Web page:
Robredo had hoped for better ties with Duterte
MANILA, Philippines — As the Duterte administration marked the halfway point of its six-year term, Vice President Leni Robredo said she had hoped for a better working relationship with the President, who continues to take a hostile stance against her.
Robredo said that while her first three years in office had been a mix of good and bad, the Office of the Vice President (OVP) was able to achieve milestones even without the President’s support.
“What I hoped was for a good working relationship between the President and the Vice President, because that’s how it should be,” she said on her weekly radio program on Sunday. “But I think, since the beginning, the signals [of hostility] had been there.”
Robredo recalled how the President had refused a traditional joint inauguration with her in 2016. Instead, the President took his oath in Malacañang, while Robredo was sworn into office at the Quezon City Reception House, which became her office.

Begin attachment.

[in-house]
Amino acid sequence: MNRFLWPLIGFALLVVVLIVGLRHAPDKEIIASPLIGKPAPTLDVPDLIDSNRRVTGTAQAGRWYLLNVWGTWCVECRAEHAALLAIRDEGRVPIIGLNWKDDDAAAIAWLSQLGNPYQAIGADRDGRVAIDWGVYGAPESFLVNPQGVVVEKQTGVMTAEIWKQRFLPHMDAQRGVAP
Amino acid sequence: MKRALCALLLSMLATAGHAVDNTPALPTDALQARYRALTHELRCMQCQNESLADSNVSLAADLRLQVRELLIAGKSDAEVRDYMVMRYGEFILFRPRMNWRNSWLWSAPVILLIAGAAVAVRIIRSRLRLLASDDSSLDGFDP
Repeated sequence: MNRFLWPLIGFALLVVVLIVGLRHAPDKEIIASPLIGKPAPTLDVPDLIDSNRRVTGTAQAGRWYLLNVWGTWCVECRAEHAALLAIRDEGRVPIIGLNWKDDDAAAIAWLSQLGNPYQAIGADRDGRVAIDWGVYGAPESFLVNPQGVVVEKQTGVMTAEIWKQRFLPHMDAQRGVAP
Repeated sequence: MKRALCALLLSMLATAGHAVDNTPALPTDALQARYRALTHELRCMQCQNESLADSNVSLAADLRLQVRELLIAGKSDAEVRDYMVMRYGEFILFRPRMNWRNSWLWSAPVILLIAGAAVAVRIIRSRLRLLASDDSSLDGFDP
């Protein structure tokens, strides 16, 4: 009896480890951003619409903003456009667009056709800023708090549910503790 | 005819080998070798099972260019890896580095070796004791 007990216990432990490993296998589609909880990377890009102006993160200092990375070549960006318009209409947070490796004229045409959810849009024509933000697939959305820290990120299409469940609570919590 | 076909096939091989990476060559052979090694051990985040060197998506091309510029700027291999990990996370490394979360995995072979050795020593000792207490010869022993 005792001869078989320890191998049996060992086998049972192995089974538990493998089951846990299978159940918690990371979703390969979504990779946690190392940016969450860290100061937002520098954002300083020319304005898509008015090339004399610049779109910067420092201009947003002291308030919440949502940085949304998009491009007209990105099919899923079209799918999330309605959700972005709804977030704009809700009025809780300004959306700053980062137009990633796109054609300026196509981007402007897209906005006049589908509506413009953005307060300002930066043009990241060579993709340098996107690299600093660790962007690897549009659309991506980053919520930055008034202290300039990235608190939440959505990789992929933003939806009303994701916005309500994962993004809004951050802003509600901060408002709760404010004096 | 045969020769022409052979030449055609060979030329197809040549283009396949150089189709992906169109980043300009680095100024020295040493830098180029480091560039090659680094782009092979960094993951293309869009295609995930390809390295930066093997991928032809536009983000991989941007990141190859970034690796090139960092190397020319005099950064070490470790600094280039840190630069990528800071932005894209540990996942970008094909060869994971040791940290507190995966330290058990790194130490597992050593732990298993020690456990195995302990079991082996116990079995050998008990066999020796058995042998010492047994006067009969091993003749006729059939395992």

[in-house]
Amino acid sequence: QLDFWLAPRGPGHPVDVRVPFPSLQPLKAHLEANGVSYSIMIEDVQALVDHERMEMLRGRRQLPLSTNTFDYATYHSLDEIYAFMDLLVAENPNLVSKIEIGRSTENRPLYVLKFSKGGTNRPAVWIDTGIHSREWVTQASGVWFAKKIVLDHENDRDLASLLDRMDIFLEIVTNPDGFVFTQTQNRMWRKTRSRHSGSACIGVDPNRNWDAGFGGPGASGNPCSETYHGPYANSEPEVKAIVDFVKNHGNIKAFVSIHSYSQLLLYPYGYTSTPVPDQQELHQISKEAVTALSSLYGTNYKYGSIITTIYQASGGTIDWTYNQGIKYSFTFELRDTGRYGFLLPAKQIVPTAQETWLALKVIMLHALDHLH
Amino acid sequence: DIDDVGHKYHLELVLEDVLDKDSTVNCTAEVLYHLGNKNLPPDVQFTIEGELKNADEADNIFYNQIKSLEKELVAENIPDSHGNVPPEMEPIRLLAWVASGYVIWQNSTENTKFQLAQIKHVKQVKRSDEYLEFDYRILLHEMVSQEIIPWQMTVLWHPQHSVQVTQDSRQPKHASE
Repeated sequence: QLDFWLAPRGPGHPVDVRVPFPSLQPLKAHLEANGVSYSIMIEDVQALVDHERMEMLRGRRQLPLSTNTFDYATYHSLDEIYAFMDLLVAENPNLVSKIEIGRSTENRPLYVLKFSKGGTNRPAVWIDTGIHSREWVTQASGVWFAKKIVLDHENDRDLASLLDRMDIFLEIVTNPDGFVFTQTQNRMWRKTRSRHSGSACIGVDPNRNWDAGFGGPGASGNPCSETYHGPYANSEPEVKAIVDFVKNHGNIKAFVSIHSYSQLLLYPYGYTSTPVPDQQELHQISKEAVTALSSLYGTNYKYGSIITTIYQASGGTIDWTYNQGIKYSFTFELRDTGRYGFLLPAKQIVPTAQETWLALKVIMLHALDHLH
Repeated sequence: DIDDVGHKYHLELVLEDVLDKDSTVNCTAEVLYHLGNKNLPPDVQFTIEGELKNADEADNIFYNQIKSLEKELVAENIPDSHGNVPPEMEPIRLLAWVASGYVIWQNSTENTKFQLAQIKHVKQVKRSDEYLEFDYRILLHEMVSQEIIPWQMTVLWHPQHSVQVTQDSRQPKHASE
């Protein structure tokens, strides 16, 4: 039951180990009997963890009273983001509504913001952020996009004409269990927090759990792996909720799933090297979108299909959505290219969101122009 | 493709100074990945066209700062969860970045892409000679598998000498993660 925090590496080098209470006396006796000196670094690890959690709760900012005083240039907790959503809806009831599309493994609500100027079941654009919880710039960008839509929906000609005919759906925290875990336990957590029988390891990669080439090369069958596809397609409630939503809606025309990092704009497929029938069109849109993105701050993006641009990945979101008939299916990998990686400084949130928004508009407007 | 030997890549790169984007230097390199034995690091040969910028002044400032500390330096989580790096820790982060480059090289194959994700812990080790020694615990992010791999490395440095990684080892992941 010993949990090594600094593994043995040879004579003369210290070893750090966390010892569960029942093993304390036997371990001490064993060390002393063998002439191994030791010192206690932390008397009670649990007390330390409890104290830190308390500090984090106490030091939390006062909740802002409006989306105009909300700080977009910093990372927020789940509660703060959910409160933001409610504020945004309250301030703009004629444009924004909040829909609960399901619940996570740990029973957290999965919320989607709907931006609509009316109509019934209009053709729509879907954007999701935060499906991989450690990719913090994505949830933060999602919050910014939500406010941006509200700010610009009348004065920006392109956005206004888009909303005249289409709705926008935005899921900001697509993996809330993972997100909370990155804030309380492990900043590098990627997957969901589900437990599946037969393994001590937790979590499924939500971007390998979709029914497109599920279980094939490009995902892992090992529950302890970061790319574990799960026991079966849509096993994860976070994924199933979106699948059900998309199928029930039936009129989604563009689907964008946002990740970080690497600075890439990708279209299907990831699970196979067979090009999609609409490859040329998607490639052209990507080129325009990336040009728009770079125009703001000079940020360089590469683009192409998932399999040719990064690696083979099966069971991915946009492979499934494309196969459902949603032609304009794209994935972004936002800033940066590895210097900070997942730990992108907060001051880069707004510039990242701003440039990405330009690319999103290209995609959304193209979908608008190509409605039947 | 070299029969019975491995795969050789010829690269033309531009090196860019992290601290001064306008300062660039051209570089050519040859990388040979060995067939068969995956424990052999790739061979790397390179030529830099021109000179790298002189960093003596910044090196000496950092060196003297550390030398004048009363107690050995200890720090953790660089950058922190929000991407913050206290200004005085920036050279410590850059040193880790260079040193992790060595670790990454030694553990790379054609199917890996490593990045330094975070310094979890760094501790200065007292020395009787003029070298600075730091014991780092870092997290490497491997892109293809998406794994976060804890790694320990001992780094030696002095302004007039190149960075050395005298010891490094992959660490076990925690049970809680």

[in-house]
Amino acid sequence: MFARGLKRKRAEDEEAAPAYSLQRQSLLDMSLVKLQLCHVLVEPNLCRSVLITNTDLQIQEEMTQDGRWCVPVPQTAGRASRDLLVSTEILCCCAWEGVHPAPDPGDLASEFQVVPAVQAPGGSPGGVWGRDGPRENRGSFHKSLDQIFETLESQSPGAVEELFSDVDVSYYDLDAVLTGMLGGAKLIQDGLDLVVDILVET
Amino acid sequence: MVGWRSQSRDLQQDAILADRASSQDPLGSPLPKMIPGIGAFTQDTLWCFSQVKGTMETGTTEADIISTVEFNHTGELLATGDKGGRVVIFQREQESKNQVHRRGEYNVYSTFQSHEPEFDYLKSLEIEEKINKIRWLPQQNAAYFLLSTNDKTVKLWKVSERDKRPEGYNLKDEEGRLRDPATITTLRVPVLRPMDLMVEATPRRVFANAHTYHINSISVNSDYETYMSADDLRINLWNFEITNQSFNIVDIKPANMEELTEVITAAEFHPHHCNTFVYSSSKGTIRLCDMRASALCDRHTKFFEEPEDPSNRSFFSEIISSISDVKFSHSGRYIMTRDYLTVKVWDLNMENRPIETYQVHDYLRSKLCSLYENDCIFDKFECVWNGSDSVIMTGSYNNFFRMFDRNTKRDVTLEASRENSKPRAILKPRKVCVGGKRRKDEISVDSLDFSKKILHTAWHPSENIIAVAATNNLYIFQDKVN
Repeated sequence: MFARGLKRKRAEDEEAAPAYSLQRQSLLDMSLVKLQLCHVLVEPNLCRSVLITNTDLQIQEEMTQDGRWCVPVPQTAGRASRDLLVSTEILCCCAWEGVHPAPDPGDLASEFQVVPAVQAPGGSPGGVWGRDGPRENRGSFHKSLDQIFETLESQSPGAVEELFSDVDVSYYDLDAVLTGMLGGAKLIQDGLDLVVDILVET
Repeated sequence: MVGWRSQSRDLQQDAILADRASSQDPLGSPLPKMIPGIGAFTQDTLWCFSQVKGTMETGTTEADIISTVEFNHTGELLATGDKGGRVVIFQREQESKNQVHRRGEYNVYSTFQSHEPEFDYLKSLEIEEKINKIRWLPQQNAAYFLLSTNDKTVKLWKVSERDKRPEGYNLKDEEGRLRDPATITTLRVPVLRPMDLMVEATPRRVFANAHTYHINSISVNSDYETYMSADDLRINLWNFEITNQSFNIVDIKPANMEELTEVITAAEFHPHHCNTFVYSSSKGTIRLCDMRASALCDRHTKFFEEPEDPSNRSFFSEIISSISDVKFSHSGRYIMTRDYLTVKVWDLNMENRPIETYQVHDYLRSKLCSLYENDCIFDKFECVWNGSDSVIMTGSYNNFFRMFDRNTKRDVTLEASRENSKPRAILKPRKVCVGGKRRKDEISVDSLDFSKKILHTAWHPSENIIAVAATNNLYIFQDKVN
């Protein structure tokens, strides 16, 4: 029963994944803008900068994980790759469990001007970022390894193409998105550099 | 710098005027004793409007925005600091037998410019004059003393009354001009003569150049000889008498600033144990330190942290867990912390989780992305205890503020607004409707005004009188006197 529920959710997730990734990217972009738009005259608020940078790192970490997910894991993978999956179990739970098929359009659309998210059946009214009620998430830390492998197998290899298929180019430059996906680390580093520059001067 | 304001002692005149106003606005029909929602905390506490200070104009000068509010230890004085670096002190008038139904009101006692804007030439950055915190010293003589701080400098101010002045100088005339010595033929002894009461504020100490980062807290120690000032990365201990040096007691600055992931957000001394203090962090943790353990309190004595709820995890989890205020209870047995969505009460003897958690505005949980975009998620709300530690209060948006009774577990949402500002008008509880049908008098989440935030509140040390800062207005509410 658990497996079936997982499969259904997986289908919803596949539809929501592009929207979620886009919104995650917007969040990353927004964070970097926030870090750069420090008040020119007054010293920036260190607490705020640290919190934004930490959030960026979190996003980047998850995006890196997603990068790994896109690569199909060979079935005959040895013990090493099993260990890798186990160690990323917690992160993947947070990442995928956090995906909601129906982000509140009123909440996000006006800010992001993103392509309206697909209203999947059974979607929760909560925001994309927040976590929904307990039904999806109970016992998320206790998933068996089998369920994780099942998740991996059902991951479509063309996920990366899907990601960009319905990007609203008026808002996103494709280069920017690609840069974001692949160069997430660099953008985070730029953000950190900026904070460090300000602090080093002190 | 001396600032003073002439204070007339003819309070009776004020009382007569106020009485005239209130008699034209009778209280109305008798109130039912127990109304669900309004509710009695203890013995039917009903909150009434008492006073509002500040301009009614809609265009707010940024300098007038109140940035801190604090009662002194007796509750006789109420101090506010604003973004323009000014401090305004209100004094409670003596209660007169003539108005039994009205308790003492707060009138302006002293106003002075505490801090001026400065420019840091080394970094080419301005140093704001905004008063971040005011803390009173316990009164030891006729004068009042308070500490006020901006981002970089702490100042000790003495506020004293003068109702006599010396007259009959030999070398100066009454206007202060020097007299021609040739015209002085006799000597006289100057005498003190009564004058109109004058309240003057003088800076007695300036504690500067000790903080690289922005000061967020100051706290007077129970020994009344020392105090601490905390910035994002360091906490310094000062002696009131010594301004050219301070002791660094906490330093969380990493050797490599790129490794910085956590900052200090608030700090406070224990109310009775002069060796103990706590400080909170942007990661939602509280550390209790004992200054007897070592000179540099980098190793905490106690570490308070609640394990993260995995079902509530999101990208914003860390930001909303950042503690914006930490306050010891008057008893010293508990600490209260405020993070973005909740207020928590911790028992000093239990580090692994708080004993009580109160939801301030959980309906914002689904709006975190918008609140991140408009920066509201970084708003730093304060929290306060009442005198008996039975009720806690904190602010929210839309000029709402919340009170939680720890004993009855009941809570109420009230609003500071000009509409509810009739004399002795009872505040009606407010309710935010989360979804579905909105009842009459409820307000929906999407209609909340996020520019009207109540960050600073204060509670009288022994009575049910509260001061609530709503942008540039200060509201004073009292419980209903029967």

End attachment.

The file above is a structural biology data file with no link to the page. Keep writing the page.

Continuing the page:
Eyed as enemy
“I think that was already a showcase of the problems ahead because from the start, we were eyed as his enemy,” she said.
Another sign of their cold relations, Robredo said, was when she was stripped of her appointment as head of the Housing and Urban Development Coordinating Council.
In December 2016, she was directed to “desist from attending all Cabinet meetings” over the President’s alleged irreconcilable differences with her.
The order was sent to her through a text message by former Cabinet Secretary Leoncio Evasco Jr., who received the President’s instructions from his former special assistant Christopher “Bong” Go, who is now a senator.
“It would have been better if [the President and I] were supportive of each other, but we really have different positions [on] different things, such as extrajudicial killings, human rights and even how to deal with China,” Robredo said.
The administration’s hostility toward her, however, paved the way for the creation of Angat Buhay, the OVP’s flagship private-public partnership program for marginalized communities, she said.
Since its inception, the program has spent P350 million in assisting over 300,000 families in 50 communities across the country, according to the OVP.
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